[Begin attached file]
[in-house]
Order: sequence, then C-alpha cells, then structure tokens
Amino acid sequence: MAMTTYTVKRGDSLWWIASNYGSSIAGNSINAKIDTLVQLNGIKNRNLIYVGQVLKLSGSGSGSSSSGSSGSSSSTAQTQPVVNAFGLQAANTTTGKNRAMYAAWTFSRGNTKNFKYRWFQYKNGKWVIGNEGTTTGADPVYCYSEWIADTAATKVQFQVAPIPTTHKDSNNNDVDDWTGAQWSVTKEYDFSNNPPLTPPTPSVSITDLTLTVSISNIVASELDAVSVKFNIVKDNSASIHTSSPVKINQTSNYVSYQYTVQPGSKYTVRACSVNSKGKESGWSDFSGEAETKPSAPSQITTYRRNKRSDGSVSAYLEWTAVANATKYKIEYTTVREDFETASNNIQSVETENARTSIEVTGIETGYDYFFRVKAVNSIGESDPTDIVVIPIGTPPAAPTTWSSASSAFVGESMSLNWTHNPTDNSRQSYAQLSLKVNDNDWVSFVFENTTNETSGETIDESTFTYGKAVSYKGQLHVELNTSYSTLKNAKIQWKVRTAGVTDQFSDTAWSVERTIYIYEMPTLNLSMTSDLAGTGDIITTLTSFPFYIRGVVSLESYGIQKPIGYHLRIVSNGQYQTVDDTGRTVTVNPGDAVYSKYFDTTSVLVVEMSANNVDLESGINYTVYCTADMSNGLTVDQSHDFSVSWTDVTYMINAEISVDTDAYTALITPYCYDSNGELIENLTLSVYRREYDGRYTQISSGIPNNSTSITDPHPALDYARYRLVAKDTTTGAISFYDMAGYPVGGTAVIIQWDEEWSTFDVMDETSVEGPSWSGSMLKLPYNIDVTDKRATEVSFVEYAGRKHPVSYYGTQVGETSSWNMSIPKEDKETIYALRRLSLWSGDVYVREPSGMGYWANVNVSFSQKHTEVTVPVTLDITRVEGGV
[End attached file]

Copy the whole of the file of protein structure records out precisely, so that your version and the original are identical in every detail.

[in-house]
Order: sequence, then C-alpha cells, then structure tokens
Amino acid sequence: MAMTTYTVKRGDSLWWIASNYGSSIAGNSINAKIDTLVQLNGIKNRNLIYVGQVLKLSGSGSGSSSSGSSGSSSSTAQTQPVVNAFGLQAANTTTGKNRAMYAAWTFSRGNTKNFKYRWFQYKNGKWVIGNEGTTTGADPVYCYSEWIADTAATKVQFQVAPIPTTHKDSNNNDVDDWTGAQWSVTKEYDFSNNPPLTPPTPSVSITDLTLTVSISNIVASELDAVSVKFNIVKDNSASIHTSSPVKINQTSNYVSYQYTVQPGSKYTVRACSVNSKGKESGWSDFSGEAETKPSAPSQITTYRRNKRSDGSVSAYLEWTAVANATKYKIEYTTVREDFETASNNIQSVETENARTSIEVTGIETGYDYFFRVKAVNSIGESDPTDIVVIPIGTPPAAPTTWSSASSAFVGESMSLNWTHNPTDNSRQSYAQLSLKVNDNDWVSFVFENTTNETSGETIDESTFTYGKAVSYKGQLHVELNTSYSTLKNAKIQWKVRTAGVTDQFSDTAWSVERTIYIYEMPTLNLSMTSDLAGTGDIITTLTSFPFYIRGVVSLESYGIQKPIGYHLRIVSNGQYQTVDDTGRTVTVNPGDAVYSKYFDTTSVLVVEMSANNVDLESGINYTVYCTADMSNGLTVDQSHDFSVSWTDVTYMINAEISVDTDAYTALITPYCYDSNGELIENLTLSVYRREYDGRYTQISSGIPNNSTSITDPHPALDYARYRLVAKDTTTGAISFYDMAGYPVGGTAVIIQWDEEWSTFDVMDETSVEGPSWSGSMLKLPYNIDVTDKRATEVSFVEYAGRKHPVSYYGTQVGETSSWNMSIPKEDKETIYALRRLSLWSGDVYVREPSGMGYWANVNVSFSQKHTEVTVPVTLDITRVEGGV